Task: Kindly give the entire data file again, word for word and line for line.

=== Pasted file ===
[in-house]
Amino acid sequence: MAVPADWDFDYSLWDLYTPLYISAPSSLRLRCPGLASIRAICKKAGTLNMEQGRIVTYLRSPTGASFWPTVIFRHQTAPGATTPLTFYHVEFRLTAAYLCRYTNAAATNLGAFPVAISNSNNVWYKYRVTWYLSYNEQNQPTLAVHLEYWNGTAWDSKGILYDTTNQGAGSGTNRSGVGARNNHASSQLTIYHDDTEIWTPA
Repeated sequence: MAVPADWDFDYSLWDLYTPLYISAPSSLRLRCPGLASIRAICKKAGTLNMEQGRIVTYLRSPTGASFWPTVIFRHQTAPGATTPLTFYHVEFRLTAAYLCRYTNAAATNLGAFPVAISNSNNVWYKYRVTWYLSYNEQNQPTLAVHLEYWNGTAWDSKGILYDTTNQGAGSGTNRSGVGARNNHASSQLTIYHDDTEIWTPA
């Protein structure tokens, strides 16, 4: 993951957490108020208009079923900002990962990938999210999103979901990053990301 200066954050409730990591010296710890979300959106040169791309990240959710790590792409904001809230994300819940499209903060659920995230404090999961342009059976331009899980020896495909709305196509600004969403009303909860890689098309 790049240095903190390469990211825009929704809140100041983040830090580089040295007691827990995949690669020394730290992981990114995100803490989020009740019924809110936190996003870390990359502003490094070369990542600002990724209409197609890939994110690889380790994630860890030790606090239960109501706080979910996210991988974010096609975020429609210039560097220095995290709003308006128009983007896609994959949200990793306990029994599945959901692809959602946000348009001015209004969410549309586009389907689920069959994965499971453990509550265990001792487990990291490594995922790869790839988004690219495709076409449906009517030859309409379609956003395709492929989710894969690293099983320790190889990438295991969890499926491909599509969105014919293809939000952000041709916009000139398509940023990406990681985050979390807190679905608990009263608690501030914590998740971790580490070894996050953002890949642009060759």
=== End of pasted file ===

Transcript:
[in-house]
Amino acid sequence: MAVPADWDFDYSLWDLYTPLYISAPSSLRLRCPGLASIRAICKKAGTLNMEQGRIVTYLRSPTGASFWPTVIFRHQTAPGATTPLTFYHVEFRLTAAYLCRYTNAAATNLGAFPVAISNSNNVWYKYRVTWYLSYNEQNQPTLAVHLEYWNGTAWDSKGILYDTTNQGAGSGTNRSGVGARNNHASSQLTIYHDDTEIWTPA
Repeated sequence: MAVPADWDFDYSLWDLYTPLYISAPSSLRLRCPGLASIRAICKKAGTLNMEQGRIVTYLRSPTGASFWPTVIFRHQTAPGATTPLTFYHVEFRLTAAYLCRYTNAAATNLGAFPVAISNSNNVWYKYRVTWYLSYNEQNQPTLAVHLEYWNGTAWDSKGILYDTTNQGAGSGTNRSGVGARNNHASSQLTIYHDDTEIWTPA
């Protein structure tokens, strides 16, 4: 993951957490108020208009079923900002990962990938999210999103979901990053990301 200066954050409730990591010296710890979300959106040169791309990240959710790590792409904001809230994300819940499209903060659920995230404090999961342009059976331009899980020896495909709305196509600004969403009303909860890689098309 790049240095903190390469990211825009929704809140100041983040830090580089040295007691827990995949690669020394730290992981990114995100803490989020009740019924809110936190996003870390990359502003490094070369990542600002990724209409197609890939994110690889380790994630860890030790606090239960109501706080979910996210991988974010096609975020429609210039560097220095995290709003308006128009983007896609994959949200990793306990029994599945959901692809959602946000348009001015209004969410549309586009389907689920069959994965499971453990509550265990001792487990990291490594995922790869790839988004690219495709076409449906009517030859309409379609956003395709492929989710894969690293099983320790190889990438295991969890499926491909599509969105014919293809939000952000041709916009000139398509940023990406990681985050979390807190679905608990009263608690501030914590998740971790580490070894996050953002890949642009060759």